In a step up to FBS, UMass to join MAC

By Mark Blaudschun
Globe Staff / April 20, 2011

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The first step will come in the fall of 2012, when they begin playing league games in the Mid-American Conference. The next will come the following year, when the University of Massachusetts Minutemen officially become eligible to compete for the MAC title and play in MAC-affiliated bowl games.

After several years of hoping and wishing, and several months of negotiating, UMass is making the jump in football from the FCS to the FBS level.

The move will be announced today at Gillette Stadium, which is significant since that venue will host the majority of UMass’s home games.

“All of this is good,’’ said a UMass source. “It is something we have been working on a long time.’’

UMass officials have flirted with the idea of making the jump from what was formerly Division 1-AA to 1-A for 20 years, since the days when Bob Marcum was athletic director and John Calipari was putting the men’s basketball program on the national map. The obstacle has been finding a conference that would add the Minutemen in football.

Marcum toyed with the idea of joining Conference USA and the MAC, but no agreements could be reached.

When the Big East decided last fall to expand from eight to 10 teams in football, UMass officials, using the Kraft family as contacts, lobbied hard for consideration.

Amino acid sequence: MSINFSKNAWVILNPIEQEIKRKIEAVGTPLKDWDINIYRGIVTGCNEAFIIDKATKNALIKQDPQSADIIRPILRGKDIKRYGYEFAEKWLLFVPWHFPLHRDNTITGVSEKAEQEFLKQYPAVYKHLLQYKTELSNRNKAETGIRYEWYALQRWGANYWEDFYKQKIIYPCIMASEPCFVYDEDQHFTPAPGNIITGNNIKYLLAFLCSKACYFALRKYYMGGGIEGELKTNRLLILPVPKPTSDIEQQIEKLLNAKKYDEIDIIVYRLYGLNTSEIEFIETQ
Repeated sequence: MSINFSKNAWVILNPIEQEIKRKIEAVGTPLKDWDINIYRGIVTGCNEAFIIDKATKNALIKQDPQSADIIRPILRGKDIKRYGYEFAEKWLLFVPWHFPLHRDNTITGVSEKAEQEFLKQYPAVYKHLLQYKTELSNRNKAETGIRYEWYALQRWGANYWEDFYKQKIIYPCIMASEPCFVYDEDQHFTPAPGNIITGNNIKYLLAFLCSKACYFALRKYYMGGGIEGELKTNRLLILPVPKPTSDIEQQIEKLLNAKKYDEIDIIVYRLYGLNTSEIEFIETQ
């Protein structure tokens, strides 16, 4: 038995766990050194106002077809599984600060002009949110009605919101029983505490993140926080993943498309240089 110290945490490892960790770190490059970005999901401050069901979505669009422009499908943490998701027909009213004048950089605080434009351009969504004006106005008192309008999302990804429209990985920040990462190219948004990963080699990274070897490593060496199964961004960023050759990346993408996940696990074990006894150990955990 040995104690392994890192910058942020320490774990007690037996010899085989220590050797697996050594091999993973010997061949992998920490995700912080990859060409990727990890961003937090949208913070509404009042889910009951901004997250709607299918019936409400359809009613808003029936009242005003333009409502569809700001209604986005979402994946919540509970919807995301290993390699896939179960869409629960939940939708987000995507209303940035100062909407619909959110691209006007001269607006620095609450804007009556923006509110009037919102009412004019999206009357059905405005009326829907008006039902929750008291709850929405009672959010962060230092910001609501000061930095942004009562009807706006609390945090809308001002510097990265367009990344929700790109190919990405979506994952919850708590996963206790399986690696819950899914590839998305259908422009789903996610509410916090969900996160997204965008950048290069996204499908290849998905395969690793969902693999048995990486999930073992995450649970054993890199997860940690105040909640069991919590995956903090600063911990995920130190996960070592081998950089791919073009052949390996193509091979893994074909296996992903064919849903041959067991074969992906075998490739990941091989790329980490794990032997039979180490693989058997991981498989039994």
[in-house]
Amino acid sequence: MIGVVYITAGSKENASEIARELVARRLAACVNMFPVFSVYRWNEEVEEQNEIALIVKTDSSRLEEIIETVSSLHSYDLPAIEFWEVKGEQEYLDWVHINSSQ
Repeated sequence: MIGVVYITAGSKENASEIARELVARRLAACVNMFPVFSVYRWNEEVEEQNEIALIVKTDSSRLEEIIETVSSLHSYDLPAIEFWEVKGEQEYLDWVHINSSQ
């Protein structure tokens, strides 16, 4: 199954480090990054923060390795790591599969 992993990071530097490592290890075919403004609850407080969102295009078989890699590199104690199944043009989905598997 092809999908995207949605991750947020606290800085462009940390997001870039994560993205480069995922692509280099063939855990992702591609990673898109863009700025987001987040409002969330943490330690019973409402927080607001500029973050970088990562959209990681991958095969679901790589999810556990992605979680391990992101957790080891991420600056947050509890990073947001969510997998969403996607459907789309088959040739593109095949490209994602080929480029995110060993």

But Big East officials were focusing on conference member Villanova and were reluctant to add two more schools after announcing that TCU would join as a ninth full-time member starting in the fall of 2012. So UMass officials resumed talks with the MAC.

UMass, along with Temple, another Atlantic 10 school, will join the MAC in football only, giving it 14 teams, presumably in two seven-team divisions.

As part of the deal for being accepted in football only, UMass and Temple are obligated to play two home and two road games against MAC teams each year in men’s and women’s basketball.

UMass will play part of its MAC schedule, plus one or two nonconference games, at Gillette Stadium. A natural fit would be to schedule Boston College each season — perhaps on Labor Day weekend to open the season.

BC, which will host UMass this year on Sept. 24, has played the Minutemen as a 1-AA opponent.

Being an FBS team would seem to make UMass more attractive, although for the foreseeable future, UMass probably will have to agree to a 2-1 home date edge for BC.

The same is true for an opponent such as Michigan, which hosted UMass last fall in Ann Arbor. Getting the Wolverines to Amherst was never going to happen, but getting them to Foxborough is a possibility.

UMass is not on the BC schedule beyond this season. But even a road game in Foxborough would seem to be a better option for BC than playing a team such as Stony Brook (scheduled for 2013).

For now, UMass will move toward the next level of college football, with a slate of games in Foxborough. More details will be announced at today’s news conference.

Mark Blaudschun can be reached at